I’m a young professional living and working in DC. I’m a feminist, climate activist, and aspiring artist. I love reading, yoga, and gardening. I vote and participate in local politics. And last week, I disrupted a Hillary Clinton fundraiser in Washington, DC.

I disrupted Hillary Clinton’s fundraiser last week because we’re running out of time. We cannot afford to beat around the bush and take small baby steps to abate carbon pollution over the next four or eight years. If we want to survive climate chaos, our next president must be willing to make bold changes. And while Hillary Clinton is decent on climate issues – and is certainly better than the alternative – I just don’t trust her to make the right calls. All because of the campaign contributions that she’s taken from the fossil fuel industry. We all know that campaign contributions come with strings attached, and those strings will certainly prevent her from taking critical steps to address climate change.

The most frustrating part is that solutions to climate change are right at our fingertips! We have the technology, the skills, and the knowhow to make the changes we need to address this existential threat. There are countries all around the world are straight up kicking our asses when it comes to lowering their carbon emissions. What we are lacking here in America is the political will to take real action. And that’s in large part due to the fact that large corporations (like the fossil fuel industry) are able to buy elections with their large campaign contributions.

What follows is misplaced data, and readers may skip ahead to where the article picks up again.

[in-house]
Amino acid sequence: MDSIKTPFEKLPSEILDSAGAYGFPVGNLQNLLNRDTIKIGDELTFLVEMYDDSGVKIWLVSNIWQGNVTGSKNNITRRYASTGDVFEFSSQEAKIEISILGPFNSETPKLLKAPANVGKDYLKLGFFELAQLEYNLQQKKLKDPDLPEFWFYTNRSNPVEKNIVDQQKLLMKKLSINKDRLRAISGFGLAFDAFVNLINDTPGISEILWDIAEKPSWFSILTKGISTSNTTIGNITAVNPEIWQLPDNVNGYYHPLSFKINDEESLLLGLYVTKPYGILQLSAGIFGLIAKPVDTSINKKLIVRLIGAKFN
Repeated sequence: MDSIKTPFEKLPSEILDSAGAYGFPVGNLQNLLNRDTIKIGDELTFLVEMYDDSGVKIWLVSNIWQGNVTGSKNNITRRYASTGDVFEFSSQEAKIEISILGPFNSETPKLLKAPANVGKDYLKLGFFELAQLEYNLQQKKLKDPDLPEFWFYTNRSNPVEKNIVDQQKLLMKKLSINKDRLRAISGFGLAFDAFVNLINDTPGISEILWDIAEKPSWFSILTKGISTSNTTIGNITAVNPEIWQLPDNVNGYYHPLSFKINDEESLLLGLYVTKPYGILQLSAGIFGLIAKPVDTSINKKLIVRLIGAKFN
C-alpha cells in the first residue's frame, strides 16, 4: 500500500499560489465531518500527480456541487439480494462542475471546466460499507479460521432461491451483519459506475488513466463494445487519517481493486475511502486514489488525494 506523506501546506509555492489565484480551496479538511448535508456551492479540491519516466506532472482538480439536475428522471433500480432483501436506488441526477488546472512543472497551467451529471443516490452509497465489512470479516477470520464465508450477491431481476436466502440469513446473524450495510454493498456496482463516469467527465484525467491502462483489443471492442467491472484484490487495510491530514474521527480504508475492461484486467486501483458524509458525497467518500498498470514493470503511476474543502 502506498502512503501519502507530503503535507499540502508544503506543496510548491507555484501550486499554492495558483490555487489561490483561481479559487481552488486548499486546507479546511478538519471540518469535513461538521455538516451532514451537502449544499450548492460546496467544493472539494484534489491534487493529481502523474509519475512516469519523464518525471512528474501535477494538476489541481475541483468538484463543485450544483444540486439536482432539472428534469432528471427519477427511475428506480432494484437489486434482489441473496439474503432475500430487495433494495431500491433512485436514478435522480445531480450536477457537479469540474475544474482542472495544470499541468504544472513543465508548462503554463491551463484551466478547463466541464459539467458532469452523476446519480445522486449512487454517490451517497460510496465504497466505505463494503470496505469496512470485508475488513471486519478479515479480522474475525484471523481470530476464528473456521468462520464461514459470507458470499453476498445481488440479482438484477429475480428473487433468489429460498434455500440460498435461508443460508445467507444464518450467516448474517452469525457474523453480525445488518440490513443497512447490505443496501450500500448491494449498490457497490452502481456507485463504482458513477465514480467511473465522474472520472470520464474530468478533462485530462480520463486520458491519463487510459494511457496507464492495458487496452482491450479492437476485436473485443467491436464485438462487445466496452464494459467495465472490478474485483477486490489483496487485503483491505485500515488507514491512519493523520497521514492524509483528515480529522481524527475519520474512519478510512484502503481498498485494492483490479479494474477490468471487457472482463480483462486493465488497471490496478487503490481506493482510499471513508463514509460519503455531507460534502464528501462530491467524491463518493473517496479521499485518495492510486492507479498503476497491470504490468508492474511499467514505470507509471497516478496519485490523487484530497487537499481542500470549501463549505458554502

That’s why I was so frustrated when I found out that Hillary Clinton was sponsoring a fundraiser in Washington, DC last week called “breaking down the barriers,” targeted at young professional women like myself.

Words can hardly express how infuriating I find it when Hillary Clinton speaks about her progressive policies for women while she simultaneously supports fracking – which is known to cause increased rates in breast cancer in women that leave near fracking wells. And because I know that climate chaos affects women more than men, it’s frustrating to her lecture people my age about lifting up our fellowwomen, when I know her pockets are lined with money from the fossil fuel industry – which will likely prevent her from taking substantive action on climate change.

I know I’m not alone. So I needed to make sure Hillary Clinton heard our message loud and clear: that young women across the country are against fossil fuel funding. Young women are against the first serious female presidential candidate not putting money where her mouth is. We demand a better, safer future for all. The first step toward that future is saying no to fossil fuel money.

Lillyanne Daigle is an activist, feminist, and aspiring artist that loves spending time with people she loves, making friends with her neighbors, and gardening.